Talking AT & OVER not TO & WITH

Sometimes courtroom dynamics reflect or even exacerbate the dynamics in a relationship. Sometimes courtroom dynamics are are played out on a macro scale.

Take, for example, the recent Womens’ Aid “campaign report” : Nineteen Child Homicides, which deals with tragic cases where fathers have killed their own children in the context of post-separation contact arrangements (and sometimes themselves or the childrens’ mother), and which is critical of what they say is a culture in Family Courts of prioritising a fathers right to contact over a child’s need for safety (of which, more in another post).

And, in the other corner, take Fathers’ rights campaigners, an example of which you see here, who express the same issue rather differently – denial of contact as a causal factor for male suicide (often accompanied by child homicide, as in the linked Fox News Article). They are also critical of the culture in the Family Courts, which they say prioritises mothers over fathers, and treats fathers with suspicion.

@childneedfather

How to reconcile these two polarised views of the world? Because they surely can’t both be right all the time?

What is sad is that there is a degree of validity in both perspectives, but as with the individual disputes there is a tendency on both sides to blame the system, and an inability to talk to one another constructively and an attempt to grab the attention of the audience by making impactful statements and shocking statements. Characteristic of both campaigns is a tendency to imply or directly assert bad faith by those working in the system, which is generally an unhelpful starting point (although it may be a feature in some cases, we need to be open to looking for other explanations for failure too).

Whatever the failings of the system (and they are many), one simply cannot blame anyone for the murder of their own children but the parent who has carried out the act, although one may look for ways to better understanding why that person carried out such a desperate act, and how we might better avoid such scenarios. Personally, I think the answers are more complicated than “no contact for all fathers with a history of violence” or “let fathers have contact or this is what happens”, which are ultimately pretty much the arguments I have heard made on many, many occasions by one or other “party” to this dispute about how to deal with contact (I’ll let you work out which party makes which proposition).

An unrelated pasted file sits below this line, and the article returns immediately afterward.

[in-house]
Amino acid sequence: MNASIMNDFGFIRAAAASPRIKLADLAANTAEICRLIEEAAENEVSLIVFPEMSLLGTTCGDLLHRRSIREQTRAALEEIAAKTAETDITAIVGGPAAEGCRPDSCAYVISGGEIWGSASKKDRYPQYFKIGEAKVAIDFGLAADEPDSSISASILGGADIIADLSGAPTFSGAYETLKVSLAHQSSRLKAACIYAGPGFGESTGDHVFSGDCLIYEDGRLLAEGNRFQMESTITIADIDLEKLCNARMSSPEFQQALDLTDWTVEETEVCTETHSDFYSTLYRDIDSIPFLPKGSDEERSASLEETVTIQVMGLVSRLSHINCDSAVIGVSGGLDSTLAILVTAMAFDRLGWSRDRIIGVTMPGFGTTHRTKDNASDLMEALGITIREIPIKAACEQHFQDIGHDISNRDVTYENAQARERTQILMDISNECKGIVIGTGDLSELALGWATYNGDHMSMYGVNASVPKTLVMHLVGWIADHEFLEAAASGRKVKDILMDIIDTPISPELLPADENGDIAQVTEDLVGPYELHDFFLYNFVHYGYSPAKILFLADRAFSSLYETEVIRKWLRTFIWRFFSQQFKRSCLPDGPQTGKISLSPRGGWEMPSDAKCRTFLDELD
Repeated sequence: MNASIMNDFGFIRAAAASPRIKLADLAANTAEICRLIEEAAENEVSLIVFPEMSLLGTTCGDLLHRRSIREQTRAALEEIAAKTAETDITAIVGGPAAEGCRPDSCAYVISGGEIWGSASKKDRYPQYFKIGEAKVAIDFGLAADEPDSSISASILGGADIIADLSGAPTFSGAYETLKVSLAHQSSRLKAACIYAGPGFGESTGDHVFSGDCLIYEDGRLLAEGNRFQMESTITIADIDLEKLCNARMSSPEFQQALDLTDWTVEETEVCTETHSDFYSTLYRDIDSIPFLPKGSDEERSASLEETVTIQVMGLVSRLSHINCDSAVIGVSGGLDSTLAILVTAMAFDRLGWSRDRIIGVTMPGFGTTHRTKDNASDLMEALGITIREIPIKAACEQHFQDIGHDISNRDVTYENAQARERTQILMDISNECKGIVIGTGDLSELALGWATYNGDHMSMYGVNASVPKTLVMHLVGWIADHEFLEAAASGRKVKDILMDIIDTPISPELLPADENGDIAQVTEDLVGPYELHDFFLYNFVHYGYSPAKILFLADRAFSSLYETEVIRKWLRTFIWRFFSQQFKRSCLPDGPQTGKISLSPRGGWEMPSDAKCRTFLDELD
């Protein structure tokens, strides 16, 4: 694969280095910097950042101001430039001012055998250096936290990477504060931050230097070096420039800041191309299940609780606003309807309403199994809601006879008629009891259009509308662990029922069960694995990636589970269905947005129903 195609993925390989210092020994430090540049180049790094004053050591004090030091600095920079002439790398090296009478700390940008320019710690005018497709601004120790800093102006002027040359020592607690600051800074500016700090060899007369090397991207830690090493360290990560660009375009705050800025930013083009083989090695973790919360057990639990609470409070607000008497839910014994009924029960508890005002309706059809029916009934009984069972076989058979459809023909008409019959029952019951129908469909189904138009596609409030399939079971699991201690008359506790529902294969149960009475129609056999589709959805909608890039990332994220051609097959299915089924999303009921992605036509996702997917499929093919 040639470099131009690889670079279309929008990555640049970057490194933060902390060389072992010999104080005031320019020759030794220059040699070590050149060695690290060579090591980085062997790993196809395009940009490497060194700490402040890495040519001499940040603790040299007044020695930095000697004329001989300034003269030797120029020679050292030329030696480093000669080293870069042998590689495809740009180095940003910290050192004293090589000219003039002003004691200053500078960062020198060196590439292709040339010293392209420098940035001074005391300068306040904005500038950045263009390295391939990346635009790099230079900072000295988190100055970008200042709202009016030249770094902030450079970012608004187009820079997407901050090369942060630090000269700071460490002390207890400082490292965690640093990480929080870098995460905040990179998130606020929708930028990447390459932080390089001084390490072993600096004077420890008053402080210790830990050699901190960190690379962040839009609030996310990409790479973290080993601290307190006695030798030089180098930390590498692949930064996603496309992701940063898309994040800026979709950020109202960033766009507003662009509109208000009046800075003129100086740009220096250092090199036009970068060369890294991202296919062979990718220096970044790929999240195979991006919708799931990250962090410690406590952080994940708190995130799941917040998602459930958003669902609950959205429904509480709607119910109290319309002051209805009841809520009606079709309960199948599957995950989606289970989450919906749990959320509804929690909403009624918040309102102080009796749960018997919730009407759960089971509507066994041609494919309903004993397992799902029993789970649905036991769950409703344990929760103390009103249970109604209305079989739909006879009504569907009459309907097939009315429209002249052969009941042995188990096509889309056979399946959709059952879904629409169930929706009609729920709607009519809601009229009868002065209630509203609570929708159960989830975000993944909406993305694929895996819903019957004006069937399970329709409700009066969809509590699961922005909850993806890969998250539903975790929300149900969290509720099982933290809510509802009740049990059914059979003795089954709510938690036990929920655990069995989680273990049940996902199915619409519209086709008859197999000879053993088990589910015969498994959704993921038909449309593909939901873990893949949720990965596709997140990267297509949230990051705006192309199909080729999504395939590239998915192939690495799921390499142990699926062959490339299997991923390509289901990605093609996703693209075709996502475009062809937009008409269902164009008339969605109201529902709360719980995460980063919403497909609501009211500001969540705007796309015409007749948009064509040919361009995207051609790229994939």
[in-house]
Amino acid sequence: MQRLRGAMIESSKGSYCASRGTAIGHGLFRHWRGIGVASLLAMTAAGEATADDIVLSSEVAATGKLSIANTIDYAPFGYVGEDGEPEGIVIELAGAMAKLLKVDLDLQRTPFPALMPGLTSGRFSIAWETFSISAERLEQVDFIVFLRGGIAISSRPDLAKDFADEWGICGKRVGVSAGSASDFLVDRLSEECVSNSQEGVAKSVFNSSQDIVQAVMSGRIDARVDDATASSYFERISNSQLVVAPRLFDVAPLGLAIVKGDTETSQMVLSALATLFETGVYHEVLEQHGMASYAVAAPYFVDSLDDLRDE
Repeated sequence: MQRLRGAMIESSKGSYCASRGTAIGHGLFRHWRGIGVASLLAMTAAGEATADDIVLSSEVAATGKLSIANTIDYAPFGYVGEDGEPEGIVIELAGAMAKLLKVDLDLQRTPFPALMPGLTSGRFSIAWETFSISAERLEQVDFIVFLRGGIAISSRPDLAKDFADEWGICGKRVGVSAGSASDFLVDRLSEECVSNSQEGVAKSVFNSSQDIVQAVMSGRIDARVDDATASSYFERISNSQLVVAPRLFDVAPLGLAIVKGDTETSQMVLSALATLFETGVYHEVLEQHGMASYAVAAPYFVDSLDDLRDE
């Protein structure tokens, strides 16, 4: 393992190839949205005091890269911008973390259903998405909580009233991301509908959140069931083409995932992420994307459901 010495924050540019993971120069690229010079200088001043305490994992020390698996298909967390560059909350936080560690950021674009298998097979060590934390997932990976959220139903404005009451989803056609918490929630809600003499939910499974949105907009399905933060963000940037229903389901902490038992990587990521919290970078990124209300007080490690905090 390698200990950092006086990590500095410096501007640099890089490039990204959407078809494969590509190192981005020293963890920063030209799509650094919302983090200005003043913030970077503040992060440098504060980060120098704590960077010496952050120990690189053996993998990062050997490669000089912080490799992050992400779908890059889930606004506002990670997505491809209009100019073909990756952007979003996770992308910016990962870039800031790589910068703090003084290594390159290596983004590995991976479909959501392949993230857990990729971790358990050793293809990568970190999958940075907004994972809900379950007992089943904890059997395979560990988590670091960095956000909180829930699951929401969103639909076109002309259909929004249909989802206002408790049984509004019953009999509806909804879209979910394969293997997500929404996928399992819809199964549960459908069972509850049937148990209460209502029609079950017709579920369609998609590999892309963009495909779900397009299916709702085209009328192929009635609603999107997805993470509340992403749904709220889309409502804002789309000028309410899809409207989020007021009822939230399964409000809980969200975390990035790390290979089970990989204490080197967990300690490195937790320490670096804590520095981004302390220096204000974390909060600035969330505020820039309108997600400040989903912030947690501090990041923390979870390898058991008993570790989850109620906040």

No doubt this irksome failure to take sides makes me simultaneously a Feminazi and an idiot with no understanding of risk or domestic abuse. I take heart in the knowledge that both camps will at least agree I am a callous fool who does not care about children.

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I wish we could have a proper conversation about these things without it feeling like walking on eggshells, without people feeling compelled to respond with a counter argument. See this tweet, and short exchange with @childneedfather on twitter as an illustration – it is simply not possible to agree with any aspect of one “side’s” argument without the other “side” pointing out how their argument is better. It is seemingly impossible for either side to concede the other has a bit of a point : “if you’re not for us you’re against us”. (Incidentally, I am not picking on @childneedfather, with whom I have had some sensible discussions – it is just a recent illustration for me of a wider issue, a sort of ingrained knee jerk reaction).

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I will probably be criticised for this blog post because we can’t talk about this stuff like grown ups. Hey ho. I’m used to being in the line of fire for pointing out the uncomfortable and for refusing to stay one side of the line.

Incidentally, I am writing a longer blog post about the Nineteen Child Homicides Report. It is unlikely to agree with everything the report says. Neither will it poo poo it and dismiss it out of hand.

Post script, whilst just clearing out my desktop I came across this tweet exchange which I screen-shotted to remind me to write a post along these lines some weeks ago. I had forgotten these when I wrote the post.Screen Shot 2016-01-07 at 18.00.48Screen Shot 2016-01-07 at 18.01.02 Screen Shot 2016-01-07 at 18.01.15

10 thoughts on “Talking AT & OVER not TO & WITH

  1. I too wish there could be a “grown-up” discussion and debate about these issues.

    The problem is that both these separate lobbies see life through a gendered lens, and certain issues are perceived as women-only or men-only issues, and that perception is encouraged by the single-gender organisations. There are very few issues in family breakdown that are gender-specific; the only two I can think of are paternity fraud and parental responsibility for unmarried fathers. Everything else – be it false allegations, domestic abuse, parental alienation, homelessness, debt, being unable to access funds, depression and other mental health issues, the threat of the former spouse/partner absconding with the children, to name just a few – are all experienced by both men and women. Those issues don’t respect gender, social status or age, and no-one should pretend that these issues only affect one gender.